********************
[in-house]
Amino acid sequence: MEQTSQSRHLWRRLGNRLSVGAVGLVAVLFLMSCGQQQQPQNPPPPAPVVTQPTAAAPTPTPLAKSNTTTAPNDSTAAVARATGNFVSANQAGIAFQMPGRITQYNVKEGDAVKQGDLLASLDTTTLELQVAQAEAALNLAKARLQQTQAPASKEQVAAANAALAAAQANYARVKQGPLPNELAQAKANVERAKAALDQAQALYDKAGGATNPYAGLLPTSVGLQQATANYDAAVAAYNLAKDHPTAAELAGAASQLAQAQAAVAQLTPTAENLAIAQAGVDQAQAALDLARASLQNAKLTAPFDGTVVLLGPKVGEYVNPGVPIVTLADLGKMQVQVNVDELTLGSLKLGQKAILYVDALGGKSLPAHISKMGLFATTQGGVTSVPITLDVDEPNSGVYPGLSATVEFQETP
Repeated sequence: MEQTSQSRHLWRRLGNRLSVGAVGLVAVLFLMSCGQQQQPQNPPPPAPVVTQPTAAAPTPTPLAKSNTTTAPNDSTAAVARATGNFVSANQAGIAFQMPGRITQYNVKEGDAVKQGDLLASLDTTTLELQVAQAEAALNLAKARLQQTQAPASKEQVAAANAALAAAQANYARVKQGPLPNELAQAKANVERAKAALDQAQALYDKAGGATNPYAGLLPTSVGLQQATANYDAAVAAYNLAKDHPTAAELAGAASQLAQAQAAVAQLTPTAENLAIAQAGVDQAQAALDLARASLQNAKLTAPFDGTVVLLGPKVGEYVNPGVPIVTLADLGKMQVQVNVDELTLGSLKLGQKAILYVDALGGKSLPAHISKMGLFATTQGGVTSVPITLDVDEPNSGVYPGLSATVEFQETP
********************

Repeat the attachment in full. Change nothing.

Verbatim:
[in-house]
Amino acid sequence: MEQTSQSRHLWRRLGNRLSVGAVGLVAVLFLMSCGQQQQPQNPPPPAPVVTQPTAAAPTPTPLAKSNTTTAPNDSTAAVARATGNFVSANQAGIAFQMPGRITQYNVKEGDAVKQGDLLASLDTTTLELQVAQAEAALNLAKARLQQTQAPASKEQVAAANAALAAAQANYARVKQGPLPNELAQAKANVERAKAALDQAQALYDKAGGATNPYAGLLPTSVGLQQATANYDAAVAAYNLAKDHPTAAELAGAASQLAQAQAAVAQLTPTAENLAIAQAGVDQAQAALDLARASLQNAKLTAPFDGTVVLLGPKVGEYVNPGVPIVTLADLGKMQVQVNVDELTLGSLKLGQKAILYVDALGGKSLPAHISKMGLFATTQGGVTSVPITLDVDEPNSGVYPGLSATVEFQETP
Repeated sequence: MEQTSQSRHLWRRLGNRLSVGAVGLVAVLFLMSCGQQQQPQNPPPPAPVVTQPTAAAPTPTPLAKSNTTTAPNDSTAAVARATGNFVSANQAGIAFQMPGRITQYNVKEGDAVKQGDLLASLDTTTLELQVAQAEAALNLAKARLQQTQAPASKEQVAAANAALAAAQANYARVKQGPLPNELAQAKANVERAKAALDQAQALYDKAGGATNPYAGLLPTSVGLQQATANYDAAVAAYNLAKDHPTAAELAGAASQLAQAQAAVAQLTPTAENLAIAQAGVDQAQAALDLARASLQNAKLTAPFDGTVVLLGPKVGEYVNPGVPIVTLADLGKMQVQVNVDELTLGSLKLGQKAILYVDALGGKSLPAHISKMGLFATTQGGVTSVPITLDVDEPNSGVYPGLSATVEFQETP